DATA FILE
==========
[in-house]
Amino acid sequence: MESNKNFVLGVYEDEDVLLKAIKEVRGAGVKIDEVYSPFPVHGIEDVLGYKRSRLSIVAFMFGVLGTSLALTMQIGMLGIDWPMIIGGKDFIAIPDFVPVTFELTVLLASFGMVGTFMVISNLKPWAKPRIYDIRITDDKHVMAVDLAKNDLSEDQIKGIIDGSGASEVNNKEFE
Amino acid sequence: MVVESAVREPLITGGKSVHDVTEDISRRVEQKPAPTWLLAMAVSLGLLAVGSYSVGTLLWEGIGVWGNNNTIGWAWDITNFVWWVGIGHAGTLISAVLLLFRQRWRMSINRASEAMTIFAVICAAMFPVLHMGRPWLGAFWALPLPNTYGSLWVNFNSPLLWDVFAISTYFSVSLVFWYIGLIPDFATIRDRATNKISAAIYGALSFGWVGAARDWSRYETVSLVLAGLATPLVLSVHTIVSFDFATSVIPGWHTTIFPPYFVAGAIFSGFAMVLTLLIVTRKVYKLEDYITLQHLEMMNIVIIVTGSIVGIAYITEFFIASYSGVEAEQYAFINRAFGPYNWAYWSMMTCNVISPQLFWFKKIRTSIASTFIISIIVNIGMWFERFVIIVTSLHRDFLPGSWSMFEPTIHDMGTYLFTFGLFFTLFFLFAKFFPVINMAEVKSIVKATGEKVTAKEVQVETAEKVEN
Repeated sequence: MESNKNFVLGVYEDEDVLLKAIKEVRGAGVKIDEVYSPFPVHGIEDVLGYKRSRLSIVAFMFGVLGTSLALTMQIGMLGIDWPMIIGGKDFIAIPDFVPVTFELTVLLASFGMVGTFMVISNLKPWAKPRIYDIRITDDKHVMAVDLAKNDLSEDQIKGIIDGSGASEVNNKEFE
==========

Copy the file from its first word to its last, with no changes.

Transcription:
[in-house]
Amino acid sequence: MESNKNFVLGVYEDEDVLLKAIKEVRGAGVKIDEVYSPFPVHGIEDVLGYKRSRLSIVAFMFGVLGTSLALTMQIGMLGIDWPMIIGGKDFIAIPDFVPVTFELTVLLASFGMVGTFMVISNLKPWAKPRIYDIRITDDKHVMAVDLAKNDLSEDQIKGIIDGSGASEVNNKEFE
Amino acid sequence: MVVESAVREPLITGGKSVHDVTEDISRRVEQKPAPTWLLAMAVSLGLLAVGSYSVGTLLWEGIGVWGNNNTIGWAWDITNFVWWVGIGHAGTLISAVLLLFRQRWRMSINRASEAMTIFAVICAAMFPVLHMGRPWLGAFWALPLPNTYGSLWVNFNSPLLWDVFAISTYFSVSLVFWYIGLIPDFATIRDRATNKISAAIYGALSFGWVGAARDWSRYETVSLVLAGLATPLVLSVHTIVSFDFATSVIPGWHTTIFPPYFVAGAIFSGFAMVLTLLIVTRKVYKLEDYITLQHLEMMNIVIIVTGSIVGIAYITEFFIASYSGVEAEQYAFINRAFGPYNWAYWSMMTCNVISPQLFWFKKIRTSIASTFIISIIVNIGMWFERFVIIVTSLHRDFLPGSWSMFEPTIHDMGTYLFTFGLFFTLFFLFAKFFPVINMAEVKSIVKATGEKVTAKEVQVETAEKVEN
Repeated sequence: MESNKNFVLGVYEDEDVLLKAIKEVRGAGVKIDEVYSPFPVHGIEDVLGYKRSRLSIVAFMFGVLGTSLALTMQIGMLGIDWPMIIGGKDFIAIPDFVPVTFELTVLLASFGMVGTFMVISNLKPWAKPRIYDIRITDDKHVMAVDLAKNDLSEDQIKGIIDGSGASEVNNKEFE